… members of the opinion media will cherry-pick moments from the debate that support their own ideological biases. — Michelle Cottle, New Republic, 16 Oct. 2000 Blatant racial and gender discrimination is just about over, creating a sociological space in which to worry about subtler forms of bias. — Gregg Easterbrook, New Republic, 20 Dec. 1999 Like the printing press before it, the computer has a powerful bias toward amplifying personal autonomy and individual problem-solving. — Katha Pollitt, Nation, 9 Oct. 1995 He showed a bias toward a few workers in particular. Do they have a bias against women? The company was accused of racial bias. The decision was made without bias. She showed no bias toward older clients. a student with a strong bias towards the arts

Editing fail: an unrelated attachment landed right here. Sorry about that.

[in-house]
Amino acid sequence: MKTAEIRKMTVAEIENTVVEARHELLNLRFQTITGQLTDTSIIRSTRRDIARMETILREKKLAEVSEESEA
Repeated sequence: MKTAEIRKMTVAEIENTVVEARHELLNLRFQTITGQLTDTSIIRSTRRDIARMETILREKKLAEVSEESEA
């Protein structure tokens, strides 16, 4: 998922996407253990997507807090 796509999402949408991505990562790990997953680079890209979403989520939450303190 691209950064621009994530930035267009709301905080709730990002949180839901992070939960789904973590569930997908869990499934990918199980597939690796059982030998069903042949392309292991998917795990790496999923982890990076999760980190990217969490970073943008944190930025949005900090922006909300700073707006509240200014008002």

Verb

Unfortunately, his convictions are not clearly and logically developed; they mostly lurk in the background biasing his reporting. He does not always give the reader a fair chance to follow the arguments of the actors—even those with whom he ardently agrees. — Leonard Silk, New York Times Book Review, 24 Feb. 1980 I don't want to bias you against the movie, but I thought the book was much better. The circumstances could bias the results of the survey.

Adverb

made of fabric cut bias
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Recent Examples on the Web: Noun